Jean Honorio

Senior Lecturer in the School of Computing and Information Systems at The University of Melbourne.
Adjunct Professor in the Computer Science Department at Purdue.
Adjunct Professor in the Statistics Department (by courtesy) at Purdue.
Room 3308, Melbourne Connect, Carlton, VIC 3053, Australia.
e-mail: jhonorio at, jhonorio at, jhonorio at

Modern machine learning (ML) problems are combinatorial and non-convex, specially those involving latent variables, for which theoretical guarantees are quite limited. Furthermore, while quantitative guarantees (e.g., small test error) have been studied, qualitative guarantees (e.g., outlier robustness) are mostly lacking. My long-term research goal is to uncover the general foundations of ML and optimization that drives the empirical success across many specific combinatorial and non-convex ML problems. I aim to develop a set of optimization-theoretic frameworks and tools to bridge the aforementioned gaps, to further our understanding of continuous (possibly non-convex) relaxations of combinatorial problems, as well as our knowledge of non-convexity.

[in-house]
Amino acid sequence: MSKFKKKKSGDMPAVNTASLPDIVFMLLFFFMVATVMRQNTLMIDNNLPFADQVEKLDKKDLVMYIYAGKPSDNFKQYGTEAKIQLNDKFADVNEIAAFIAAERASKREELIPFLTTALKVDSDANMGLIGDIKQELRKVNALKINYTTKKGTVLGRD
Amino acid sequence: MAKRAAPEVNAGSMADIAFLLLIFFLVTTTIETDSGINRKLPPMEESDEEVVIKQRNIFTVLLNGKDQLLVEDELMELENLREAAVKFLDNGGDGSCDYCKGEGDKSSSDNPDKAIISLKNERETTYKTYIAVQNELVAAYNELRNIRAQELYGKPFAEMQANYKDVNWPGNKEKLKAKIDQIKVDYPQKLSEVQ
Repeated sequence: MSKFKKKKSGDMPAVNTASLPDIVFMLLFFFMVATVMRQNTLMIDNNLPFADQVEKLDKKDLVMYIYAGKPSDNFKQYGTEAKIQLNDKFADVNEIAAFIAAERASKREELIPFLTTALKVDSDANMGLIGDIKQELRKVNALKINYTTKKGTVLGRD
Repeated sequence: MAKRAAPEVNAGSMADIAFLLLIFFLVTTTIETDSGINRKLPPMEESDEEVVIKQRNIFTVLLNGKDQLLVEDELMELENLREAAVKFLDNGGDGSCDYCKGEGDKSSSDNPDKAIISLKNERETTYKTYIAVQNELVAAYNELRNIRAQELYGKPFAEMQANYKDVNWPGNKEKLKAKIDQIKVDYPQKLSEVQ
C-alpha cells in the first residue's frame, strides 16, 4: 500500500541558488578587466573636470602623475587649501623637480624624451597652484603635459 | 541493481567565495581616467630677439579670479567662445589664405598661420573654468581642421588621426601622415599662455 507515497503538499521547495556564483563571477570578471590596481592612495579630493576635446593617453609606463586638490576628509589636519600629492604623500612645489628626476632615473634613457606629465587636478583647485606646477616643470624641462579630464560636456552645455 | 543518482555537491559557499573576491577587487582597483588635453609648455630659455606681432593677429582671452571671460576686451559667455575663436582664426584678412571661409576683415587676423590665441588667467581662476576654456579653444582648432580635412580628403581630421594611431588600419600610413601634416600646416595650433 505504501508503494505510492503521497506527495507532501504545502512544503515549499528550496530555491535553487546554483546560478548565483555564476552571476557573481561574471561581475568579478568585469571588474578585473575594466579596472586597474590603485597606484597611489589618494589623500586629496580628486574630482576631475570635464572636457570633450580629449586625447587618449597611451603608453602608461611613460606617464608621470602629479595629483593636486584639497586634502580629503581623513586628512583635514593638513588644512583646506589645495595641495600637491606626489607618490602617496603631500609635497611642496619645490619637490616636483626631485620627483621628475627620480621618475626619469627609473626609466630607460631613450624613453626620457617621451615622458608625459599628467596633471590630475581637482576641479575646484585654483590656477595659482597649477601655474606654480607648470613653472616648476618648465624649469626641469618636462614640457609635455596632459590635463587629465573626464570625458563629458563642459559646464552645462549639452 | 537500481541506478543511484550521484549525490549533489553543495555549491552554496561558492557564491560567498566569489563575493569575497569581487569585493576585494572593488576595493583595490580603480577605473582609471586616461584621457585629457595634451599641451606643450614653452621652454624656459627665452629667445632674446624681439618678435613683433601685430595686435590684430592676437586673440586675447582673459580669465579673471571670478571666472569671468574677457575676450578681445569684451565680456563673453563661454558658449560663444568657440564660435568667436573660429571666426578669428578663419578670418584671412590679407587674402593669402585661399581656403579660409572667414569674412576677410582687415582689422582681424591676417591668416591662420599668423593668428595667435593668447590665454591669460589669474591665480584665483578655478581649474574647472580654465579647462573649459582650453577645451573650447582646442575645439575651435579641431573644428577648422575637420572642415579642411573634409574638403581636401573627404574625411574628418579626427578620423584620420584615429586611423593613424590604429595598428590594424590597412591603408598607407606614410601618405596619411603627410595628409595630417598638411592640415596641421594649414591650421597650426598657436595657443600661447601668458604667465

My aim is to generate correct, computationally efficient and statistically efficient algorithms for high dimensional ML problems. My research group has produced breakthroughs not only on classical worst-case NP-hard problems, such as learning and inference in structured prediction, community detection and learning Bayesian networks, but also on areas of recent interest such as fairness, meta learning, federated learning and robustness. [vita]

Prior to joining The University of Melbourne, I was Assistant Professor at Purdue and a postdoctoral associate at MIT CSAIL, working with Tommi Jaakkola. My Erdős number is 3: Jean Honorio → Tommi Jaakkola → Noga Alon → Paul Erdős.



Selected Publications (see all)